On 11 September at 8pm (GMT+1) #PHTwitJC will critique the following paper:
Vickers, A et al (2010) Prostate specific antigen concentration at age 60 and death or metastasis from prostate cancer: case-control study – published in the British Medical Journal and accessible on-line here.
Why is this paper relevant to public health?
Prostate cancer is the most common cancer in men in the UK; 37,000 men are diagnosed with prostate cancer every year (incidence) and 250,000 men are currently living with the disease (prevalence) according to The Prostate Cancer Charity.
Screening for prostate cancer is controversial because of cost and uncertain long-term benefits to patients. Prostate specific antigen (PSA) screening is widely used for the early detection of prostate cancer however there remains is a great deal of debate over the value of the PSA test as a screening test.
Summary of paper
A single measure of PSA at age 60 is associated with a man’s lifetime risk of death from prostate cancer. Most (90%) of deaths from prostate cancer occur in men in the top quarter of PSA concentrations (>2 ng/ml), though only a minority of such men will develop fatal prostate cancer. Men aged 60 with concentrations ≤1 ng/ml can be told that though theymight have cancer, it is unlikely to become life threatening. At least half of men at age 60 can be exempted from further screening. The paper suggests prostate cancer screening should instead focus on men with higher concentrations of PSA.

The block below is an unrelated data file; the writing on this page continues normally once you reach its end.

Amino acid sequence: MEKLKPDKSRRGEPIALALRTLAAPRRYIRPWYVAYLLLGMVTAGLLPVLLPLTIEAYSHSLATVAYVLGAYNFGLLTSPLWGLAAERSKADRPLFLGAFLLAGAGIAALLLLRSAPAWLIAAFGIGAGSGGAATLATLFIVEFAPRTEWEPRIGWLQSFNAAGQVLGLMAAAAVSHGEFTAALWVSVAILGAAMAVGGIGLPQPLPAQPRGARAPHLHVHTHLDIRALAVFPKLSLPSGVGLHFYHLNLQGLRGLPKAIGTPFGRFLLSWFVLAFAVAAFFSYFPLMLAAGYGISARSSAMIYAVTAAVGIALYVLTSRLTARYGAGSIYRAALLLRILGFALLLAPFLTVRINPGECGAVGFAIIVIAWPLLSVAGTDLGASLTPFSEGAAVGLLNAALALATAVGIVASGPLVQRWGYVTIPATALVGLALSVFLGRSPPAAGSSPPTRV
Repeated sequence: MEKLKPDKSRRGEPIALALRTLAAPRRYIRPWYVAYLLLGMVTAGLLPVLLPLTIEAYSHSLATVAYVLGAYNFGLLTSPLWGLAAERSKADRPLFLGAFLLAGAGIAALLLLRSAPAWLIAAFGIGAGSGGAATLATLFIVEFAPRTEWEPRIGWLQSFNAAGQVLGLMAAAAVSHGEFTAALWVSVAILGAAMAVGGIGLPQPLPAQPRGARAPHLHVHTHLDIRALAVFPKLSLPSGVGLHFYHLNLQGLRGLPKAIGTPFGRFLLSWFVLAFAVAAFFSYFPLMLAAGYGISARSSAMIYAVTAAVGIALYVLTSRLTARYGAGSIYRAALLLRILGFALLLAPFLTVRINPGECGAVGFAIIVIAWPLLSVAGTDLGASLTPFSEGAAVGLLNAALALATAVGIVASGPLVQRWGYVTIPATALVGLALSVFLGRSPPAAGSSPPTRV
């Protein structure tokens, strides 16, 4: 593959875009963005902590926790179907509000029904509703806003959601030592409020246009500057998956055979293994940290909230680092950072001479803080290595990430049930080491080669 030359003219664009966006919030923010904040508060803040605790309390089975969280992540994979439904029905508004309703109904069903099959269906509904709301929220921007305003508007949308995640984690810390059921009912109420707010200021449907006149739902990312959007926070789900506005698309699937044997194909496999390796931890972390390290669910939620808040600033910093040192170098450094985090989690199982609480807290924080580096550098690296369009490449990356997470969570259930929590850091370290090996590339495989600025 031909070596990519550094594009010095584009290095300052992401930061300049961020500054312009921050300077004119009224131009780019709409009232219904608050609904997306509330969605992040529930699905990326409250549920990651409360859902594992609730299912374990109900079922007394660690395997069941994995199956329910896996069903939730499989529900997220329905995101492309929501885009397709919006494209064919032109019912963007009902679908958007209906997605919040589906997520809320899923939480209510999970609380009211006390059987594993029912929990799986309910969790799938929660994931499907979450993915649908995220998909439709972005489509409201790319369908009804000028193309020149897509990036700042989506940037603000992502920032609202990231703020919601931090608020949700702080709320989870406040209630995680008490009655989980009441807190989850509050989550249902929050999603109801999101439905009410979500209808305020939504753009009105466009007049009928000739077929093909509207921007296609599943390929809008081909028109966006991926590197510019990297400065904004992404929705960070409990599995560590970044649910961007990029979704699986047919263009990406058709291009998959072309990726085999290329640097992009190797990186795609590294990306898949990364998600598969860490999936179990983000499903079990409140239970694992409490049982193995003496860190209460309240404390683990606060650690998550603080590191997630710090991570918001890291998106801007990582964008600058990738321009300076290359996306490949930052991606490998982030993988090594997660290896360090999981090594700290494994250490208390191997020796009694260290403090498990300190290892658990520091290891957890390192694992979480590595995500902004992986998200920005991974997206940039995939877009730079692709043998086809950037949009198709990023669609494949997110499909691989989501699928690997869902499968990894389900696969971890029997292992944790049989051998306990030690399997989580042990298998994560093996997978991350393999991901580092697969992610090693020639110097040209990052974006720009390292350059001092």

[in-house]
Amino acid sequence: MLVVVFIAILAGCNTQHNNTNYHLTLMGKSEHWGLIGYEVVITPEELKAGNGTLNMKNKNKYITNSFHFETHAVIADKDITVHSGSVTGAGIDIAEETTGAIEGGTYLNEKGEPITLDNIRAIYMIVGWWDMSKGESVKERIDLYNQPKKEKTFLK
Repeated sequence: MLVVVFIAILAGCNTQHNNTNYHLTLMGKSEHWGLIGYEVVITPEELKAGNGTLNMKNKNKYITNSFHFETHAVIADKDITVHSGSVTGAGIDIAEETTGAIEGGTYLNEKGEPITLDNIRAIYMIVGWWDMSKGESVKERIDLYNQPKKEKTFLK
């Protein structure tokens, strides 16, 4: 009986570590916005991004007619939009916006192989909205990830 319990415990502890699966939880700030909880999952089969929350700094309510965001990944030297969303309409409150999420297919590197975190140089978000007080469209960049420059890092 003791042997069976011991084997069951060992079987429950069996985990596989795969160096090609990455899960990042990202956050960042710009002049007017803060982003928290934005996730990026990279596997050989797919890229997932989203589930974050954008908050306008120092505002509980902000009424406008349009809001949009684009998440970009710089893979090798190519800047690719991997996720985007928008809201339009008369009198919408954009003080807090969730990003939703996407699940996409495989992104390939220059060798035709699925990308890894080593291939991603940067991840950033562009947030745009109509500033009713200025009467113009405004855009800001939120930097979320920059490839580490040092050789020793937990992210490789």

‘Live’ Public Health Twitter Journal Club will take place on Sunday 11th September, between 20:00 and 21:00 UK time (GMT+1). To follow and contribute to the discussion, remember to use the #PHTwitJC hashtag
The discussion points for this week are as follows:
- This paper uses a case-control study design – was this appropriate for this topic?
- Did recruitment for cases and controls affect selection bias?
- What confounding factors could be present? Have these been accounted for?
- Study concluded that “a single measure of PSA at age 60 is associated with a man’s lifetime risk of death from prostate cancer” – are these results valid?
- What are the PH implications of this study? How might these influence future practice/policy?
* CASP (Critical Appraisal Skills Programme) framework; 11 questions to help you make sense of a case control study, accessible via here
* UK National Screening Committee. Criteria for appraising the viability, effectiveness and appropriateness of a screening programme. 2009. Accessible here
* Health Knowledge Interactive Learning Module on Screening by Angela Raffle. Last accessed January 18, 2010. Accessible here